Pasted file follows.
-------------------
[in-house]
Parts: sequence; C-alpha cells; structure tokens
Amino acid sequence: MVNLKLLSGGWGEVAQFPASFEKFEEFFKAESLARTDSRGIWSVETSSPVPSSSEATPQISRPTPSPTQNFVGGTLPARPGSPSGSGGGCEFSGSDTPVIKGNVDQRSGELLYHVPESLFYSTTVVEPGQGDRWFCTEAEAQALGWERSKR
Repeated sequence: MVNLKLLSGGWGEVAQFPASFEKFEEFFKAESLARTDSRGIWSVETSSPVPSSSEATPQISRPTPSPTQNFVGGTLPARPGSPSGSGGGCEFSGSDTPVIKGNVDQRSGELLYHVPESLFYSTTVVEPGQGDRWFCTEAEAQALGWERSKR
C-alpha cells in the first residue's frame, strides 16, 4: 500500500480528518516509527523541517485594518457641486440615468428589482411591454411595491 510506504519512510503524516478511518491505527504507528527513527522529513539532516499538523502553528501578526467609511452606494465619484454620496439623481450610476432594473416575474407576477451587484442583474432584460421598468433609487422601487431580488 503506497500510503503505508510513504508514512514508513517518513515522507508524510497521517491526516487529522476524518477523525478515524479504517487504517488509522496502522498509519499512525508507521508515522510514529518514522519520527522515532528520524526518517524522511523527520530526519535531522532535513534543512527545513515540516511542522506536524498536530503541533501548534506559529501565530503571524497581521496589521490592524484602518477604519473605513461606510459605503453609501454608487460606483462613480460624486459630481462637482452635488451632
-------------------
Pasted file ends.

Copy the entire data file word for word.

[in-house]
Parts: sequence; C-alpha cells; structure tokens
Amino acid sequence: MVNLKLLSGGWGEVAQFPASFEKFEEFFKAESLARTDSRGIWSVETSSPVPSSSEATPQISRPTPSPTQNFVGGTLPARPGSPSGSGGGCEFSGSDTPVIKGNVDQRSGELLYHVPESLFYSTTVVEPGQGDRWFCTEAEAQALGWERSKR
Repeated sequence: MVNLKLLSGGWGEVAQFPASFEKFEEFFKAESLARTDSRGIWSVETSSPVPSSSEATPQISRPTPSPTQNFVGGTLPARPGSPSGSGGGCEFSGSDTPVIKGNVDQRSGELLYHVPESLFYSTTVVEPGQGDRWFCTEAEAQALGWERSKR
C-alpha cells in the first residue's frame, strides 16, 4: 500500500480528518516509527523541517485594518457641486440615468428589482411591454411595491 510506504519512510503524516478511518491505527504507528527513527522529513539532516499538523502553528501578526467609511452606494465619484454620496439623481450610476432594473416575474407576477451587484442583474432584460421598468433609487422601487431580488 503506497500510503503505508510513504508514512514508513517518513515522507508524510497521517491526516487529522476524518477523525478515524479504517487504517488509522496502522498509519499512525508507521508515522510514529518514522519520527522515532528520524526518517524522511523527520530526519535531522532535513534543512527545513515540516511542522506536524498536530503541533501548534506559529501565530503571524497581521496589521490592524484602518477604519473605513461606510459605503453609501454608487460606483462613480460624486459630481462637482452635488451632